Abundance and Viability of Striped Bass Eggs Spawned in Roanoke River, North Carolina, in 1988
Sampling to estimate production and viability of striped bass eggs was conducted at Pollock’s Ferry on the Roanoke River, North Carolina, from 10 April to 7 June 1988. Samples were taken by towing paired nets at the surface for five minutes every four hours for 60 days in the manner established and used by W.W. Hassler since 1959. A total of 20,144 eggs were collected in surface nets: first eggs appeared in samples on 12 April and continued sporadically until 2 June) when the last eggs were collected. Estimated striped bass egg production in the Roanoke River for 1988 was 2,082,130,728. The major portion of eggs was collected in one large peak (11-12 May) arid three minor peaks (15-16 May, 20 May, and 24-25 May). With the exception of 1986, egg production in 1988 was the highest estimate since 1975. Viability for eggs in 1988 was estimated at 89%, the highest estimate since 1972. Primary egg production was observed after water temperatures reached 18 C. The majority (71.8%) of the eggs collected ranged between 20 and 28 hours old. Nearly 13% were between 10 and 18 hours old, and 14% were 30 to 38 hours old. Fewer than one percent were less than 10 hours old. About 79% of the eggs were collected at water temperatures between 18 and 21.9 C; greatest viability was at 20 C and higher. Nearly all eggs (99.5%) were collected at water velocities between 60 and 99.9 cm/ second. Approximately 85% of all eggs were collected in water with dissolved oxygen values ranging between 6.0 and 7.9 mg/L. Only eight percent of the eggs were collected in waters with pH values less than 7.0. Relative steadiness of water discharge from the Roanoke Rapids Dam during spawning season is believed responsible for stable water quality during the period.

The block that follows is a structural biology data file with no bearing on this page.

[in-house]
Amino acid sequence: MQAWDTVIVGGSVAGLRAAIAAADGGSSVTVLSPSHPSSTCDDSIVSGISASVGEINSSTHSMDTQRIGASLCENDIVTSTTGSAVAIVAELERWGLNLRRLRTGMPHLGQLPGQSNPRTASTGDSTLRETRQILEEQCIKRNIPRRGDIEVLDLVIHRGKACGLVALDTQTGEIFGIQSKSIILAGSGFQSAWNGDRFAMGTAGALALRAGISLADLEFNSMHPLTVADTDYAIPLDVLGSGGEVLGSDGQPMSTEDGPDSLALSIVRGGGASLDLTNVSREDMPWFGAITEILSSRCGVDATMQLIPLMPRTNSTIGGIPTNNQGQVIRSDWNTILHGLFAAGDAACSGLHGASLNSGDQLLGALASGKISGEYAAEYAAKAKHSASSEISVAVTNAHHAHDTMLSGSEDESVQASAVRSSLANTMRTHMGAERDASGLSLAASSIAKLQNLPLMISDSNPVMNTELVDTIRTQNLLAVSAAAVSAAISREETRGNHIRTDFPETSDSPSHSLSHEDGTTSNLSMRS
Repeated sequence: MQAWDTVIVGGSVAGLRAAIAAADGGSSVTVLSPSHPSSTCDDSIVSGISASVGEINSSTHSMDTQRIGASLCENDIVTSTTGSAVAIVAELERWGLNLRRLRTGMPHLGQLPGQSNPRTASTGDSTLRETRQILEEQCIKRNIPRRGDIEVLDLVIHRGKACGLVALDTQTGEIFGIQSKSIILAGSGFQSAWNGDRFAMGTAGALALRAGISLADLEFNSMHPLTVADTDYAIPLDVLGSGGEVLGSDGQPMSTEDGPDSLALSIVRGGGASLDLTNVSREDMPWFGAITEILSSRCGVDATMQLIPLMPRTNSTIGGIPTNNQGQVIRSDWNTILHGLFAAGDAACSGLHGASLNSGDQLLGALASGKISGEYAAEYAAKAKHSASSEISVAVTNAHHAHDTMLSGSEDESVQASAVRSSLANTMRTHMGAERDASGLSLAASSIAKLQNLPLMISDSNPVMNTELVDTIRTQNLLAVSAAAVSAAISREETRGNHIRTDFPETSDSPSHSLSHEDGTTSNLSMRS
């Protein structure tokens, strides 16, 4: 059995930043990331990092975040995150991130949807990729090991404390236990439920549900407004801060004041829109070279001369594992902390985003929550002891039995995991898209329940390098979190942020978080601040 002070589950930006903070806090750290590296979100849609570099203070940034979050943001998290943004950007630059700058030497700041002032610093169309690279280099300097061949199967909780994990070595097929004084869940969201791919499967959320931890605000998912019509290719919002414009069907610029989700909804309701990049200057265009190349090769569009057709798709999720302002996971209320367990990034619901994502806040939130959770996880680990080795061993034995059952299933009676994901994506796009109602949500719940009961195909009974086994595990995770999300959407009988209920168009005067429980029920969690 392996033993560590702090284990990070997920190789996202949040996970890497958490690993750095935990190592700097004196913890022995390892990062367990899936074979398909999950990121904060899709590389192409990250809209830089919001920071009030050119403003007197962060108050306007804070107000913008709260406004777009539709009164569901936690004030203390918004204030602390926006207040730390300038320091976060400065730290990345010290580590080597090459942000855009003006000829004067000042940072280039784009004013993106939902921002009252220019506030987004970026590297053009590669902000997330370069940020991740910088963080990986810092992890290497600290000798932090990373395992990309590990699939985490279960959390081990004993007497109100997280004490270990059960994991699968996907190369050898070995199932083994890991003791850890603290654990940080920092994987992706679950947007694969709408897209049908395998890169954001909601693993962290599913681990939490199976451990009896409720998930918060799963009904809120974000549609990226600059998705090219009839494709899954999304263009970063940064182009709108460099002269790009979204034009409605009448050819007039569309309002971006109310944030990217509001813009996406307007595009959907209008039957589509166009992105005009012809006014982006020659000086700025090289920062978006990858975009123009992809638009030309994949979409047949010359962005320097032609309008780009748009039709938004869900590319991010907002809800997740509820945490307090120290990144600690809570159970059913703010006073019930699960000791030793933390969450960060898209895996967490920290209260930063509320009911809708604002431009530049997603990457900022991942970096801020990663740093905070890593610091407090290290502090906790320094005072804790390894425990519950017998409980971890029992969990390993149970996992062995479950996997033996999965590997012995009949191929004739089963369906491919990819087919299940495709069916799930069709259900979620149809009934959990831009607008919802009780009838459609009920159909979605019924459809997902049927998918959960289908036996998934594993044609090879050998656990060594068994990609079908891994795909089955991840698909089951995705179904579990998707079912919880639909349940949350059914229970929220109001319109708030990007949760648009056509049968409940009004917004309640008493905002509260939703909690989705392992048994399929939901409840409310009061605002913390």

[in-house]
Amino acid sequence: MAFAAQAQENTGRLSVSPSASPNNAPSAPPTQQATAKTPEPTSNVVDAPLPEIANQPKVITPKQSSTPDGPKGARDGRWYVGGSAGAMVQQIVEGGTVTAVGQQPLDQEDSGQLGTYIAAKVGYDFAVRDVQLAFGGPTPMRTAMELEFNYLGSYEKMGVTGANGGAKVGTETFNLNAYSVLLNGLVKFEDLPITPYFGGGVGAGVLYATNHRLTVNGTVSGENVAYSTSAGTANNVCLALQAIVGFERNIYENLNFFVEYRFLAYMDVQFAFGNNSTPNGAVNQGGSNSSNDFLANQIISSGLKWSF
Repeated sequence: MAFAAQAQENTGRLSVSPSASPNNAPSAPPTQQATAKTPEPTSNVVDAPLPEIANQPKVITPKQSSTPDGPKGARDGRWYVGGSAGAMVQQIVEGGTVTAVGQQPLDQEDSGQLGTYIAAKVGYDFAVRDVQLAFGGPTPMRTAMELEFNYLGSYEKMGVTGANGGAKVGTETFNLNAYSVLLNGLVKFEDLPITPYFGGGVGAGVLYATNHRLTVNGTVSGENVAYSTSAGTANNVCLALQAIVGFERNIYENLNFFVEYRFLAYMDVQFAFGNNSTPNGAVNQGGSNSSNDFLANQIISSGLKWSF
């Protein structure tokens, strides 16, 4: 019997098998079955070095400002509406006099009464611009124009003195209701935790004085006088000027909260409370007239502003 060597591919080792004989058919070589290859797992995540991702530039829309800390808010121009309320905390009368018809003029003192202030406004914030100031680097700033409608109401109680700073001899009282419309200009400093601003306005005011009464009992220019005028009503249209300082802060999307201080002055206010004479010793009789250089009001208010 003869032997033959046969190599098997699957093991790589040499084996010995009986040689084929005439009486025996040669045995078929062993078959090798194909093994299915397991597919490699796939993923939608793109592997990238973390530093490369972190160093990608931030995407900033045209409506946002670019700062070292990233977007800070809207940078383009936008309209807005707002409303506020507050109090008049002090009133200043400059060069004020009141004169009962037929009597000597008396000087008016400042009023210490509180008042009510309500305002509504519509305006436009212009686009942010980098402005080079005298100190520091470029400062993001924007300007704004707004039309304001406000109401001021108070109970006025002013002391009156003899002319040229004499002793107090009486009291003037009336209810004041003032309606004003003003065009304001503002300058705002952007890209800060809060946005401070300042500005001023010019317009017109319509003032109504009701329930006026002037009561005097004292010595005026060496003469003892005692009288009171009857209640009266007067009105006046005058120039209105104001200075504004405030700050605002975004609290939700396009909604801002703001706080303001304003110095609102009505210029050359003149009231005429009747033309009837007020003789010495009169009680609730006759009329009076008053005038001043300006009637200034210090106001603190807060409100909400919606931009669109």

Project No. APES 90-03. ICMR Tech Report 89-03. This research on which the report is based was financed by the United States Environmental Protection Agency and the North Carolina Department of Natural Resources and Community Development, through the Albemarle-Pamlico Study. Contents of the publication do not necessarily reflect the views and policies of the United States Environmental Protection Agency, the North Carolina Department of Natural Resources and Community Development, nor does mention of trade names or commercial products constitute their endorsement by the United States or North Carolina Government.
East Carolina University